U.S. Wastewater Tests Spot Highly Mutated Variant of COVID-19
THURSDAY, Aug. 24, 2023 (HealthDay News) -- Public health officials have detected the new BA.2.86 variant of COVID-19 in U.S. wastewater, giving rise to concerns about the highly mutated variant in the United States.
The U.S. Centers for Disease Control and Prevention announced the detection on Wednesday.
It was found as part of routine wastewater sampling. Officials did not specify where the samples were from.
Worldwide, nine sequences of the new variant have been reported from human COVID-19 infections, according to CNN. Besides two in the United States, the others are in Denmark, South Africa, the United Kingdom and Israel. Switzerland has detected the variant at low levels in wastewater.
“[This] is evidence of international transmission,” the CDC said Wednesday.
The two U.S. sequences came from patients in Michigan and Virginia. The Virginia patient had just returned from a trip to Japan and was identified through the CDC's traveler-based genomic surveillance.
Most of these patients have had mild symptoms, CNN reported.
The concern is that BA.2.86 has more than 30 gene changes compared to its ancestor BA.2.
That makes its evolution similar to what happened when the virus mutated from Delta to the highly contagious Omicron in 2021, CNN reported.
It’s also on par with how BA.2 and XBB.1.5 diverged a year apart, the CDC said.
“I think, and I think everybody concurs, that this is very likely to be a neutralization antibody escape mutant, which means that will be harder for our bodies to protect us from infection with this variant,” said Bette Korber, a computational biologist at Los Alamos National Labs in New Mexico, according to CNN.
It’s not yet possible to know how immunity will hold, but that should become more apparent in the next few weeks.
Korber is working to clarify the structure of this variant, so other scientists can build models of it in their labs, CNN reported.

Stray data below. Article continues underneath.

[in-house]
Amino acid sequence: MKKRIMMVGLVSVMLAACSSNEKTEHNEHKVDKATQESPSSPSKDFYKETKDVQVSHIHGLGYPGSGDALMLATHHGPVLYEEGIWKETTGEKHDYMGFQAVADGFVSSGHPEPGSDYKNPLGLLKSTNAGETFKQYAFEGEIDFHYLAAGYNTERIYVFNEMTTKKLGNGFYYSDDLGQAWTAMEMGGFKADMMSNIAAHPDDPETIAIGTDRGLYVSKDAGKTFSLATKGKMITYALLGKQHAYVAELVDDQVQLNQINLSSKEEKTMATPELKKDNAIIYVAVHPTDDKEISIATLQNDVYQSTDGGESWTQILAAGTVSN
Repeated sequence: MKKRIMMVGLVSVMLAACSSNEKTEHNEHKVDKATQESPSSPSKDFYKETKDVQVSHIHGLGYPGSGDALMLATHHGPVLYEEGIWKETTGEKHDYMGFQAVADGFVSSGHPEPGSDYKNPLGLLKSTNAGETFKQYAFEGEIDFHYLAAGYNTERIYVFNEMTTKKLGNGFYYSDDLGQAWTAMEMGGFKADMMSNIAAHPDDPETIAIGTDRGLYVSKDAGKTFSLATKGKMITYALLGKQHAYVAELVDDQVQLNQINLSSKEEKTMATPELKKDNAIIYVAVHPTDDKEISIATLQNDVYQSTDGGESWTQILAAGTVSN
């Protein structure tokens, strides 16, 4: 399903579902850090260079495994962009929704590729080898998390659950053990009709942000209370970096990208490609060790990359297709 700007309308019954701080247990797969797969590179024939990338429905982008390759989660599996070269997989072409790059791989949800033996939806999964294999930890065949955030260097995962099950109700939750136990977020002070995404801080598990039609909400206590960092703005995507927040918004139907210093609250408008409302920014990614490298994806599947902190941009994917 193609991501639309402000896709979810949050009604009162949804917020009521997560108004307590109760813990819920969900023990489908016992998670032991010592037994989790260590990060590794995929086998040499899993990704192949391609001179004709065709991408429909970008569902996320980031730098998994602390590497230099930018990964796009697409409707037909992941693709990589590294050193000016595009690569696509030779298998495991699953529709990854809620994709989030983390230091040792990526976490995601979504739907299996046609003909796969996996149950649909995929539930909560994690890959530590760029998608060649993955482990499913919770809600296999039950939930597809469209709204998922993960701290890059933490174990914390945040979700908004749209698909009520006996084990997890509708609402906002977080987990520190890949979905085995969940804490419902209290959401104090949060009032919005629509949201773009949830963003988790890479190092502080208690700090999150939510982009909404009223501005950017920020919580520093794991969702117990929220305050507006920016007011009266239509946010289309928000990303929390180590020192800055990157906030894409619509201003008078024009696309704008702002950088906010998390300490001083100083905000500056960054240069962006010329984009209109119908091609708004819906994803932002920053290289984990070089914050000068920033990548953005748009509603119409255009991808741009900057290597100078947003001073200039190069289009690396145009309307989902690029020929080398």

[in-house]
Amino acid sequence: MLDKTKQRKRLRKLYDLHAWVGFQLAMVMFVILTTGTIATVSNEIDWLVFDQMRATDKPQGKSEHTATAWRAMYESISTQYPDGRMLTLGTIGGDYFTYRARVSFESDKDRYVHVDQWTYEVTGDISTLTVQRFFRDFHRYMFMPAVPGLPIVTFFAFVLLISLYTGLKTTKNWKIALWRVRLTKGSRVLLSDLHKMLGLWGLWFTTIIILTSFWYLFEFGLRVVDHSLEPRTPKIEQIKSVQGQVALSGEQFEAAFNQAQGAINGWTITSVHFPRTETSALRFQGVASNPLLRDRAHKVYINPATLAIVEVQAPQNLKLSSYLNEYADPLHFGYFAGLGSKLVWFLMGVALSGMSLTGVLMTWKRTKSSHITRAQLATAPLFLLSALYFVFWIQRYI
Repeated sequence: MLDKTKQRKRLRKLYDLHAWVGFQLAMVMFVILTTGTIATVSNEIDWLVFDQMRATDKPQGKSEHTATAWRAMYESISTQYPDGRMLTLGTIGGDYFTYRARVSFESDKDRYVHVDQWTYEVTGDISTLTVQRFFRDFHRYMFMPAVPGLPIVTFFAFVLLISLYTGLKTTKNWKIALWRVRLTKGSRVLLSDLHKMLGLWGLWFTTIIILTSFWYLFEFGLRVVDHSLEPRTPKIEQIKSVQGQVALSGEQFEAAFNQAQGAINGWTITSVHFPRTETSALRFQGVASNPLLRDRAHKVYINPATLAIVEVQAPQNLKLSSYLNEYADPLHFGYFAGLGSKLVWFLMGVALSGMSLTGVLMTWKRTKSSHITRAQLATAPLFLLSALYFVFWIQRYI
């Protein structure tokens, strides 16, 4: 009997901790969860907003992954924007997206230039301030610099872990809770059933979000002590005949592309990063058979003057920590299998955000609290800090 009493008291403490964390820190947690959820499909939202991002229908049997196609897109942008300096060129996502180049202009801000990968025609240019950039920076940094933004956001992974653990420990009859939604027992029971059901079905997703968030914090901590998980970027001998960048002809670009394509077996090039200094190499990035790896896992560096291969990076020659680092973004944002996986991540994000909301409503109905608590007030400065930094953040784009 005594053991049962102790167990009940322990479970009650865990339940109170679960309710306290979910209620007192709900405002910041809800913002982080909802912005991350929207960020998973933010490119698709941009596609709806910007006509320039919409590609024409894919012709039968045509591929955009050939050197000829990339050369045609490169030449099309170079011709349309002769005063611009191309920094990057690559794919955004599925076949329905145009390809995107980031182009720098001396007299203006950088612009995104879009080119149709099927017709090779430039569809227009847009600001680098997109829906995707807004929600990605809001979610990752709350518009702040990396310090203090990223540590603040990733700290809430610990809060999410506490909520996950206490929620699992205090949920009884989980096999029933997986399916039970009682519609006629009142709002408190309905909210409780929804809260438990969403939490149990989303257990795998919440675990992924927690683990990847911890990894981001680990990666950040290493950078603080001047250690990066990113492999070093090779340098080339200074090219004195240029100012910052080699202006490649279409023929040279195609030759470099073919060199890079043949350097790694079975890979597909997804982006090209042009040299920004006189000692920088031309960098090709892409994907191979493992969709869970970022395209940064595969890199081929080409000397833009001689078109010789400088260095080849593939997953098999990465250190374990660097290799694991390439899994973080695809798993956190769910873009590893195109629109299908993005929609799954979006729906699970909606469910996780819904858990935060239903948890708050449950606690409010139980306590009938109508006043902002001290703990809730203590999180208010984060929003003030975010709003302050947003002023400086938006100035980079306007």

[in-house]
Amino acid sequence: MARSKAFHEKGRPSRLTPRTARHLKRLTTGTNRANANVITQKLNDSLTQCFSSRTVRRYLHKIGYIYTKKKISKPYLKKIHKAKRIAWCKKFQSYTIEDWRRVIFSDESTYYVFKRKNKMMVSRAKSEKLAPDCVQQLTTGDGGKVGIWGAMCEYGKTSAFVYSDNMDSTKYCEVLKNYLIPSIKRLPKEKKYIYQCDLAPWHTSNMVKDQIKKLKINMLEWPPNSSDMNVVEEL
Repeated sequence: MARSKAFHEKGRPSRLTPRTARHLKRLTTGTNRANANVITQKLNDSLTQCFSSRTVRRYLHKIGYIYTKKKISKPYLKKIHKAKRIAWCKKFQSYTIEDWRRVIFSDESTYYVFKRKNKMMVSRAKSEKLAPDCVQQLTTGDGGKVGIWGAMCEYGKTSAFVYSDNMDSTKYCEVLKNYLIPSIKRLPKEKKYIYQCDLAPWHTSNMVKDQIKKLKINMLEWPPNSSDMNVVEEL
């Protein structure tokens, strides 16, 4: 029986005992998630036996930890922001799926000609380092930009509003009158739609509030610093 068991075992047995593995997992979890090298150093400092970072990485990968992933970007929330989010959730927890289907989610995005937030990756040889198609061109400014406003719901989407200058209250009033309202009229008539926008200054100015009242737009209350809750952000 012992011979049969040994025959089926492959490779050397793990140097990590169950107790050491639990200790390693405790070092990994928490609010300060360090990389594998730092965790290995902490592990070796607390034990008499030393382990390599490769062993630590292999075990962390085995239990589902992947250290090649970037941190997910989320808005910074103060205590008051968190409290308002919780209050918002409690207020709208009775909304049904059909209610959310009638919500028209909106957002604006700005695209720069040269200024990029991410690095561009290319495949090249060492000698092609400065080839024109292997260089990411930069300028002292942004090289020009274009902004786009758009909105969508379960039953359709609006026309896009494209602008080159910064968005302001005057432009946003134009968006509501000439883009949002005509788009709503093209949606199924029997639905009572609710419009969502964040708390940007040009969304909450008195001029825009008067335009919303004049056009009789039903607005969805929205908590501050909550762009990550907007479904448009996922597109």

Also unclear is how this variant will compete against others for dominance.
“This is very early days. It was only discovered a week ago. So it may be that it just doesn’t go very far because it’s not competitive for other reasons,” Korber said.
Michael Diamond, who studies globally emerging RNA viruses at the Washington University School of Medicine in St. Louis, called it a waiting game for now.
“While we know it has been circulating for several weeks (based on lineage analysis and slight differences in sequence), we don’t yet know if it will emerge and become dominant,” Diamond wrote in an email to CNN.
The earliest known samples of BA.2.86 were collected in late July, CNN reported.
Scientists suspect it may have been spreading in a region that isn’t sending sequences to the open-access database GISAID, where genetic information about the virus is shared.
That’s different than when Omicron spread and scientists could track its rapid growth. For this variant, no one has observed its local spread.
“Virus samples are not yet broadly available for more reliable laboratory testing of antibodies, and it is too soon to know the real-world impacts on immunity,” the CDC report said.
The World Health Organization has more on tracking COVID-19 variants.
SOURCES: U.S. Centers for Disease Control and Prevention, Aug. 23, 2023; CNN, Aug. 23, 2023